The Science Journal of the American Association for Respiratory Care

2003 OPEN FORUM Abstracts

PREDICTORS OF SMOKING BEHAVIOR AMONG ADOLESCENTS

Baker RR PhD RRT RPFT, Taft AA PhD RRT, Reyes J BS RRT-NPS, Hall CR MS RRT-NPS RPFT, Hernlen K MBA RRT, Dennison FH MEd RRT RPFT, Dias J PhD. Medical College of Georgia, Augusta, Georgia

Attitudes, Behaviors, and Situations Predicting Smoking Behavior
Attitudes Odds Ratio Significance
Agree That Smoking is Fun 12.1 P<0.001
Neutral That Smoking Will Shorten My Life 1.5 P=0.001
Disagree That Smoking is an Adult Activity 1.9 P=0.001
Behaviors    
Almost All Friends Smoke 28.9 P<0.001
Around Smokers Almost All the Time 14.2 P<0.001
Life Situations    
Siblings Smoke 1.6 P<0.001
Attend a Rural School 1.3 P=0.009
Mother Smokes 1.2 P=0.039



Background:
Cigarette smoking is the leading cause of preventable death in the US. Most smokers become addicted as teenagers, and it is a compelling public health interest to prevent tobacco use initiation. In order to develop effective Tobacco Use Prevention programs for teenagers, it is necessary to understand why they begin to smoke in the first place.

Methods:
A survey was adapted to identify smoking behaviors in school children. All public schools in the 13 counties of the East Central Health District (ECHD) of Georgia were contacted for inclusion in this study. Of the 43 schools in the ECHD, 21 agreed to participate (10 middle schools, 10 high schools, and 1 combined middle/high school). Surveys were distributed to all students in those schools during January and February of 2001.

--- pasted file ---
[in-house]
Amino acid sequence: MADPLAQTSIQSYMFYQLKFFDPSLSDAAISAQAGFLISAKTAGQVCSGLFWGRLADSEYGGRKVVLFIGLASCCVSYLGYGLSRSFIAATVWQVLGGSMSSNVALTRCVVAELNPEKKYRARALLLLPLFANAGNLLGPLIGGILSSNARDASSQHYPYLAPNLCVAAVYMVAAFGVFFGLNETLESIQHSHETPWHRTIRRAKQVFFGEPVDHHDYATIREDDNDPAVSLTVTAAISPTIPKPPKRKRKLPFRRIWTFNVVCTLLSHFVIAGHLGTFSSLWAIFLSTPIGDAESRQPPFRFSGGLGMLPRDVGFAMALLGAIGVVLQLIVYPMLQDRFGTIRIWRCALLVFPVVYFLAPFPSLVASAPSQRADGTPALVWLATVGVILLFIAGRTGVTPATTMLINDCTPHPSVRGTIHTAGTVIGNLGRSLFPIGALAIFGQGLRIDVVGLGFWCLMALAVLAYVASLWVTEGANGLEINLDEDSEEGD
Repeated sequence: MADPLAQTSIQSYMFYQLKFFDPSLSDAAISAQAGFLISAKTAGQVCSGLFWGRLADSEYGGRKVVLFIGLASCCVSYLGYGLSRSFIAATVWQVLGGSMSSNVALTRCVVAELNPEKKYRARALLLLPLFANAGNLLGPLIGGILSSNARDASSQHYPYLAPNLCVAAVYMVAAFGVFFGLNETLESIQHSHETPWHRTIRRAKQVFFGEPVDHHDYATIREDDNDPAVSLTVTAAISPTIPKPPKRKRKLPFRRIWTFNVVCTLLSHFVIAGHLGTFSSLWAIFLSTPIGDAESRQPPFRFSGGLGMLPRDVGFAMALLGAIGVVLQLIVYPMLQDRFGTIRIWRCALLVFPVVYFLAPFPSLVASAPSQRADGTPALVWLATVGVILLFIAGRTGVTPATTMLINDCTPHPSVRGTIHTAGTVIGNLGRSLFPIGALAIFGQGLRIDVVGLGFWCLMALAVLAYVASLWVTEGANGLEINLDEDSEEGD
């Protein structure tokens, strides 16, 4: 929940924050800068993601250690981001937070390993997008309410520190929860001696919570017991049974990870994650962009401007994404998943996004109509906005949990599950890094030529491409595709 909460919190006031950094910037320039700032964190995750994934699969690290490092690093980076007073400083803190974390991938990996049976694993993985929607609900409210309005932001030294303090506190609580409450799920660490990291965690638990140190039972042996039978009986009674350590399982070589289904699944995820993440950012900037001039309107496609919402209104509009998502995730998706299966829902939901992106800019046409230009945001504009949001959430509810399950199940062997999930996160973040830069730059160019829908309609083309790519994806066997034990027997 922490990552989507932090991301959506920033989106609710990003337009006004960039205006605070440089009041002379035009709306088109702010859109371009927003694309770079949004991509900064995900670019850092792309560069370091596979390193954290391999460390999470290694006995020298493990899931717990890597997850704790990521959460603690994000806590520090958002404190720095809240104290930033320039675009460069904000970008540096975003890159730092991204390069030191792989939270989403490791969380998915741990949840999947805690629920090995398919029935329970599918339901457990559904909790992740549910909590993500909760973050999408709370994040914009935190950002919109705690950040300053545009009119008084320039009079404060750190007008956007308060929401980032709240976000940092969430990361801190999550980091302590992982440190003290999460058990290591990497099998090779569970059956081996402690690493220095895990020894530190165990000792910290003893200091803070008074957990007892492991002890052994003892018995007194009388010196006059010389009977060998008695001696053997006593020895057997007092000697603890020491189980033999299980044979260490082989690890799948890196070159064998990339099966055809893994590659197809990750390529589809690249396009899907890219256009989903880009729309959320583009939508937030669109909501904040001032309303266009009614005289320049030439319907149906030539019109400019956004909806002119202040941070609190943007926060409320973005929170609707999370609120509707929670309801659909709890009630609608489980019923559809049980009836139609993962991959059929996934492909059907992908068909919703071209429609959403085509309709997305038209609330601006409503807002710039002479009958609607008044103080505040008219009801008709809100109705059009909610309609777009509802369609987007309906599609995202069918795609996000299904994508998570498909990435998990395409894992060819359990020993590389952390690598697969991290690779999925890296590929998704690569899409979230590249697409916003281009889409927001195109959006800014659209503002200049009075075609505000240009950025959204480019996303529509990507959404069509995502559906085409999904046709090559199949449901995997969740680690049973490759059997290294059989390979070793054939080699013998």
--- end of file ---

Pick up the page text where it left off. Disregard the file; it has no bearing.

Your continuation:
RESULTS:
10,714 useable surveys were returned (out of a total enrollment of 18,289) for a 59.0% response rate. Logistic regression analysis was used to determine significant factors associated with smoking behavior as well as the relative strength of the association. Students were more likely to report having smoked within the last 30 days given the following attitudes, behaviors and life situations (see Table). The large influence exerted by peer groups (28.9 times more likely to smoke if most friends smoke) compared with the smaller effect exerted by parents (1.2 times more likely to smoke if mom smokes) is of particular interest. 

Conclusions:
Adolescent smoking behavior is most strongly influenced by the behavior and attitudes of peer groups, and is only slightly associated with parental smoking behavior. We conclude that smoking prevention programs aimed at school-aged children should strongly target the influences of peer groups and should begin in early years.

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